(There is a mis-applied phrase "female circumcision" also, but that is an entirely different thing, a far worse mutilation involving the intentional destruction of the clitoris, which is more a crime against humanity than a religious/hygiene ritual)

  • A person who is circumcised would not be the perpetrator of an act which is legal or illegal. He is someone who it is done to. The law would apply to the surgeon or not-surgeon as the case may be. This is dissimilar to abortion, where there exist laws which criminalise a woman for having it done.
    – Stewart
    Oct 2, 2018 at 17:18

More of a Canadian answer - but criminal charges can apply to children, albeit differently. This answer focuses more on Canadian law, especially since this will vary by jurisdiction.


In Canada, prosecution of criminal acts committed by youth are 'regulated' under the Youth Criminal Justice Act. As noted in the Preamble of the act, the justice system recognizes that youth do not have the adequate mental capacity to be completely responsible for their actions, and that rehabilitation of the youth should be performed with involvement in the community, largely through extrajudicial measures (i.e. incarceration and custody is highly discouraged).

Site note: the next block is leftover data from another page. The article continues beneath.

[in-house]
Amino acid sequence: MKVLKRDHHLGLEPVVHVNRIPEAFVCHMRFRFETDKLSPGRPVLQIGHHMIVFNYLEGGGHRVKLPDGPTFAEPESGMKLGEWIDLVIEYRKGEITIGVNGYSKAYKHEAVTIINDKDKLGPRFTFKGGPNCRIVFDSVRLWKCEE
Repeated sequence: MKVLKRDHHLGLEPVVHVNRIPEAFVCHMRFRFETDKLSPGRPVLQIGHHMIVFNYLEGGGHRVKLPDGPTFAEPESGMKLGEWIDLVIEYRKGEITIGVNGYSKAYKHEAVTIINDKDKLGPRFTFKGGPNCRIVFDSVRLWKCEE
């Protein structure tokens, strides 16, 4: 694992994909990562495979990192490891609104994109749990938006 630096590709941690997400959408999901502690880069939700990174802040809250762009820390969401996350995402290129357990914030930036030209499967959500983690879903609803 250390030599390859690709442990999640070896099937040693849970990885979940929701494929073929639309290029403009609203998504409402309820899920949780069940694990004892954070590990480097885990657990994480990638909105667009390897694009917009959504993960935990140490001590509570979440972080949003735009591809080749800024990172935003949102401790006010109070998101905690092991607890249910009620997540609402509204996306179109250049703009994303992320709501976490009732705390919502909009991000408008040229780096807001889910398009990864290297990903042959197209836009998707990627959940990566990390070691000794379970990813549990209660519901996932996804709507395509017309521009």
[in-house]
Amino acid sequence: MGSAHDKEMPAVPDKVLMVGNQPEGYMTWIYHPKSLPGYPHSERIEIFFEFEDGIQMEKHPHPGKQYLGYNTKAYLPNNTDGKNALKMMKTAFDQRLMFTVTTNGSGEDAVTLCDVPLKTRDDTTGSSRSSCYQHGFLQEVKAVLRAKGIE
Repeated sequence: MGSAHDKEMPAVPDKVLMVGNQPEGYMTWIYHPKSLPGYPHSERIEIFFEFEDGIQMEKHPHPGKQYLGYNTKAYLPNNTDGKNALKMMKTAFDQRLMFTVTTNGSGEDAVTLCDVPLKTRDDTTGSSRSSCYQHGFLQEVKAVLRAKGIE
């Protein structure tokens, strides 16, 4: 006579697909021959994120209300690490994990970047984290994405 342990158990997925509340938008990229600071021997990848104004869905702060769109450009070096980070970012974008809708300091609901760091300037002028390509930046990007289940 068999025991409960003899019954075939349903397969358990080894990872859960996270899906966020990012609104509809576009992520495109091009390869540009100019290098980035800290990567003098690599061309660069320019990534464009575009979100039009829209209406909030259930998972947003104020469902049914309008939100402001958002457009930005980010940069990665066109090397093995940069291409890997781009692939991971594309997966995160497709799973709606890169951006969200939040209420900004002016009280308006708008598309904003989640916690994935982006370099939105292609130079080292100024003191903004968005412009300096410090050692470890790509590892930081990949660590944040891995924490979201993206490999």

Therefore, youth are treated vastly different in the justice system. As for ages, §13 of the Criminal Code of Canada states that no person shall be convicted of an offence when that person is under the age of twelve. The Youth Criminal Justice Act covers youth between 12 to 18.

Most youth caught in the act of committing a crime may not be arrested and charged immediately. Often enough, the police will issue an informal warning or formal police cautions or referral to a community organization. If the police refers the case to the Crown, they may issue a Crown caution, or an extrajudicial sanction - often where the youth will affirm not to indulge in a certain behaviour. This is somewhat similar to a plea bargain - except for that charges can be laid if the sanction is not followed, and agreement to comply with the sanction does not actually constitute a plea.